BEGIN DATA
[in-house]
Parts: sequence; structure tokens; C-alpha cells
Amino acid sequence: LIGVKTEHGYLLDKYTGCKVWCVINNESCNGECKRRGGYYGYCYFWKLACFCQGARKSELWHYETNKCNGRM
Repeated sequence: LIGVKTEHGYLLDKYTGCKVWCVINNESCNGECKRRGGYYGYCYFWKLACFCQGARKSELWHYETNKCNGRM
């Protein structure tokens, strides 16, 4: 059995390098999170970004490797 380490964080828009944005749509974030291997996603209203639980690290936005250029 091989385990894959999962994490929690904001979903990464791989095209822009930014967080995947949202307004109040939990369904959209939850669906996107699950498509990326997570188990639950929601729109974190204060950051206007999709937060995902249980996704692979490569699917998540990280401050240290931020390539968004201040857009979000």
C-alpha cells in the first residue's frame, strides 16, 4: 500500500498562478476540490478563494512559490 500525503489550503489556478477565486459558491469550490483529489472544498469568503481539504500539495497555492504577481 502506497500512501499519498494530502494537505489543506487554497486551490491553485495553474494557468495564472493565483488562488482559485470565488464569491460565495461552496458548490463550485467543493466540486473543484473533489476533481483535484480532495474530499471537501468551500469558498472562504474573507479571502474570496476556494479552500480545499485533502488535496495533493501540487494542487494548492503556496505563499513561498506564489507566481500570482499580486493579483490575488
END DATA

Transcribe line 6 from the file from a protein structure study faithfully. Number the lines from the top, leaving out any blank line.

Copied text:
C-alpha cells in the first residue's frame, strides 16, 4: 500500500498562478476540490478563494512559490 500525503489550503489556478477565486459558491469550490483529489472544498469568503481539504500539495497555492504577481 502506497500512501499519498494530502494537505489543506487554497486551490491553485495553474494557468495564472493565483488562488482559485470565488464569491460565495461552496458548490463550485467543493466540486473543484473533489476533481483535484480532495474530499471537501468551500469558498472562504474573507479571502474570496476556494479552500480545499485533502488535496495533493501540487494542487494548492503556496505563499513561498506564489507566481500570482499580486493579483490575488